New interest rate regime come into force Thursday

Mumbai, June 29 (IANS) A new interest rate regime, aimed at improving transparency and disallowing big corporations to get loans at rates below established benchmarks, will kick in from Thursday as part of a new rule that requires banks to set their minimum lending rates.

Major state-run banks have announced their respective minimum lending rates, or the base rate – the minimum interest a bank has to charge on its loans – between 7-8 percent.

The Reserve Bank of India had in February dismantled an earlier system of determining interest rates — benchmark prime lending rate — which was discriminatory to smaller borrowers.

As per the BPLR system of determining lending rates, banks could charge varying interest on different categories of borrowers.

Businesses benefited from the system, with loans to them being routinely given at below BPLR rates, resulting in a situation where small and individual depositors ended up subsidising the corporate loans.

State Bank of India was the first to fix its base rate at 7.5 percent per annum Tuesday, setting the benchmark. Other public sector peers announced their rates soon after.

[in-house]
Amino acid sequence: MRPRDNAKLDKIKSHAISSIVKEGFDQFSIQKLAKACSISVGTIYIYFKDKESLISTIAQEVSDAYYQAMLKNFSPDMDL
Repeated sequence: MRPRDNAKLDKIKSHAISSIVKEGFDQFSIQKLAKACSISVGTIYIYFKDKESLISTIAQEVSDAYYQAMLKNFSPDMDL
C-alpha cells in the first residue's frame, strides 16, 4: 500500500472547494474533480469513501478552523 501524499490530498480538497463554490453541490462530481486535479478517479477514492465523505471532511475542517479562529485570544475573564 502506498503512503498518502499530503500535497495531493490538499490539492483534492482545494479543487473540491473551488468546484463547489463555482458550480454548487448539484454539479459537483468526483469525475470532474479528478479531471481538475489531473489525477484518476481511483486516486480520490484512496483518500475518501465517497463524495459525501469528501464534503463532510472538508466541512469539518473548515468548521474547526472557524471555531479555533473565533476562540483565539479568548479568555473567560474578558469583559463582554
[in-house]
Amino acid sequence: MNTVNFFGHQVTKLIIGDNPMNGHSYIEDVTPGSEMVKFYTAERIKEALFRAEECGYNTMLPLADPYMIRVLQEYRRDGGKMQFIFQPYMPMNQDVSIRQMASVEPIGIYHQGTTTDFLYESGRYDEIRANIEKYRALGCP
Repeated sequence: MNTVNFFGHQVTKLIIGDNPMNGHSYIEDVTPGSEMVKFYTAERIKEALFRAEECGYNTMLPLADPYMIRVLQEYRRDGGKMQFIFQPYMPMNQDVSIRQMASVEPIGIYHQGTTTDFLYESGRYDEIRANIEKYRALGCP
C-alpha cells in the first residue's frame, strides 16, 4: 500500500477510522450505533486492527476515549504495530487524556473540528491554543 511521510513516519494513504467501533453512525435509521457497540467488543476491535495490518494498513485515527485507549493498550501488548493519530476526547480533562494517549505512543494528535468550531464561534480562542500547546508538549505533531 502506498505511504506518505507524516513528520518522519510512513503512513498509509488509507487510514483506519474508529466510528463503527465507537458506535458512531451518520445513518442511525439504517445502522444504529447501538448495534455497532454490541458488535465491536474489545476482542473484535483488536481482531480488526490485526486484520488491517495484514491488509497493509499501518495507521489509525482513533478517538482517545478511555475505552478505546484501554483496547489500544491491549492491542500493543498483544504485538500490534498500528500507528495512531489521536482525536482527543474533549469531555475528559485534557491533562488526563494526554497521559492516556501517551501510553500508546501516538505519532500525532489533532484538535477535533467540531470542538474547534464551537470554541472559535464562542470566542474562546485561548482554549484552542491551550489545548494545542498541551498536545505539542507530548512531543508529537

Bank of Baroda, Punjab National Bank, Union Bank, Bank of India and Central Bank of India pegged their base rates at 8 percent per annum.

Dena Bank fixed the base rate at 8.5 percent, while Syndicate Bank and Indian Overseas Bank kept it at 8.25 percent.

With the new norm coming into play, no bank can give out funds at an interest rate lower than the base rate, and will lead to better transparency.

Even though the computation of interest will be done using the new benchmark, the effective rate of interest on existing and new loans are not expected to change.

If a person is paying 10 percent interest on a home loan, a bank with an 8 percent base rate will work out the interest payable as base rate plus 200 basis points.

The lowest base rate declared till date is by SBI which controls almost one-fifth of the total loans and advances in the country, will give tough competition to other private lenders and some of its peers to come up with a matching deal.

Markets are keenly watching what ICICI Bank, India’s largest private lender, does, with its announcement on the base rate due Wednesday.

A relatively smaller private lender, Kerala-based Federal Bank has decided to fix its base rate at 7.75 percent.

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